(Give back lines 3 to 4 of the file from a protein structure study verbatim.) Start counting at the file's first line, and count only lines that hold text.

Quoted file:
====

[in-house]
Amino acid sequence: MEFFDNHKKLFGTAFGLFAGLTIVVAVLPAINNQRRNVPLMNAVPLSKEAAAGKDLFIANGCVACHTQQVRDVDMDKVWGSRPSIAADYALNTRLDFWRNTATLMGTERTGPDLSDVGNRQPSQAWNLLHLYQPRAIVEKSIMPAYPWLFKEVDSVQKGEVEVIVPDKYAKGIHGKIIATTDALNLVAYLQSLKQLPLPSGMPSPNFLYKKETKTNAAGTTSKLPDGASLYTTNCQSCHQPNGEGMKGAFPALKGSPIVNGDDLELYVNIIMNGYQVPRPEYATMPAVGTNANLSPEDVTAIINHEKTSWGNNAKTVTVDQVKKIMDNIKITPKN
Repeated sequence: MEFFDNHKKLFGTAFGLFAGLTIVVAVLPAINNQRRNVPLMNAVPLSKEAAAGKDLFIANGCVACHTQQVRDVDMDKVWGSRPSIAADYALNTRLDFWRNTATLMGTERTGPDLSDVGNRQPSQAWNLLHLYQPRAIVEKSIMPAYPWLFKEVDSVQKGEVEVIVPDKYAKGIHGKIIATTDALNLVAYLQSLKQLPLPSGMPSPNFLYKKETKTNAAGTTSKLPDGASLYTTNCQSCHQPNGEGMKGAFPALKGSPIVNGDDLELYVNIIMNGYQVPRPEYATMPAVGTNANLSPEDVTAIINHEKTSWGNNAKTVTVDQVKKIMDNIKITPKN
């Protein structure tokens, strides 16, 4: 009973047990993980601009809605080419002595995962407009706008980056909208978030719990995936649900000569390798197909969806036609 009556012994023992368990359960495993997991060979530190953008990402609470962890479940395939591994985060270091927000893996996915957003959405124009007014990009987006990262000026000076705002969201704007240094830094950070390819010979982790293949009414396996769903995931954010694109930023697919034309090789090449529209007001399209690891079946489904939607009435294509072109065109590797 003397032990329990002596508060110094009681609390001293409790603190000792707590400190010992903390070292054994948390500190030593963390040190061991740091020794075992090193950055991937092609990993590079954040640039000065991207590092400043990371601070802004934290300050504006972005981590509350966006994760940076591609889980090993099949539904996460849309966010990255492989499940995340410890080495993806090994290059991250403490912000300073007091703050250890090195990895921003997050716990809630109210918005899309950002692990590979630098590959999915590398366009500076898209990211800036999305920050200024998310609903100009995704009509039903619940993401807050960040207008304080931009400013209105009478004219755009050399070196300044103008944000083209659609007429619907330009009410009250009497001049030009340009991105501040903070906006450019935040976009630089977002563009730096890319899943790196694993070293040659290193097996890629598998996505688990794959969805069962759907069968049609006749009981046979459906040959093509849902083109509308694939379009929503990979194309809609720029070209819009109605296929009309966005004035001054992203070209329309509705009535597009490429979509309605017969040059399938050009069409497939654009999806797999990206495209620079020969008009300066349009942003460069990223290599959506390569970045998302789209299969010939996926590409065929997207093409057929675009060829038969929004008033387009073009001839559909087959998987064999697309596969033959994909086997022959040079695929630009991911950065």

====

Repeated sequence: MEFFDNHKKLFGTAFGLFAGLTIVVAVLPAINNQRRNVPLMNAVPLSKEAAAGKDLFIANGCVACHTQQVRDVDMDKVWGSRPSIAADYALNTRLDFWRNTATLMGTERTGPDLSDVGNRQPSQAWNLLHLYQPRAIVEKSIMPAYPWLFKEVDSVQKGEVEVIVPDKYAKGIHGKIIATTDALNLVAYLQSLKQLPLPSGMPSPNFLYKKETKTNAAGTTSKLPDGASLYTTNCQSCHQPNGEGMKGAFPALKGSPIVNGDDLELYVNIIMNGYQVPRPEYATMPAVGTNANLSPEDVTAIINHEKTSWGNNAKTVTVDQVKKIMDNIKITPKN
């Protein structure tokens, strides 16, 4: 009973047990993980601009809605080419002595995962407009706008980056909208978030719990995936649900000569390798197909969806036609 009556012994023992368990359960495993997991060979530190953008990402609470962890479940395939591994985060270091927000893996996915957003959405124009007014990009987006990262000026000076705002969201704007240094830094950070390819010979982790293949009414396996769903995931954010694109930023697919034309090789090449529209007001399209690891079946489904939607009435294509072109065109590797 003397032990329990002596508060110094009681609390001293409790603190000792707590400190010992903390070292054994948390500190030593963390040190061991740091020794075992090193950055991937092609990993590079954040640039000065991207590092400043990371601070802004934290300050504006972005981590509350966006994760940076591609889980090993099949539904996460849309966010990255492989499940995340410890080495993806090994290059991250403490912000300073007091703050250890090195990895921003997050716990809630109210918005899309950002692990590979630098590959999915590398366009500076898209990211800036999305920050200024998310609903100009995704009509039903619940993401807050960040207008304080931009400013209105009478004219755009050399070196300044103008944000083209659609007429619907330009009410009250009497001049030009340009991105501040903070906006450019935040976009630089977002563009730096890319899943790196694993070293040659290193097996890629598998996505688990794959969805069962759907069968049609006749009981046979459906040959093509849902083109509308694939379009929503990979194309809609720029070209819009109605296929009309966005004035001054992203070209329309509705009535597009490429979509309605017969040059399938050009069409497939654009999806797999990206495209620079020969008009300066349009942003460069990223290599959506390569970045998302789209299969010939996926590409065929997207093409057929675009060829038969929004008033387009073009001839559909087959998987064999697309596969033959994909086997022959040079695929630009991911950065």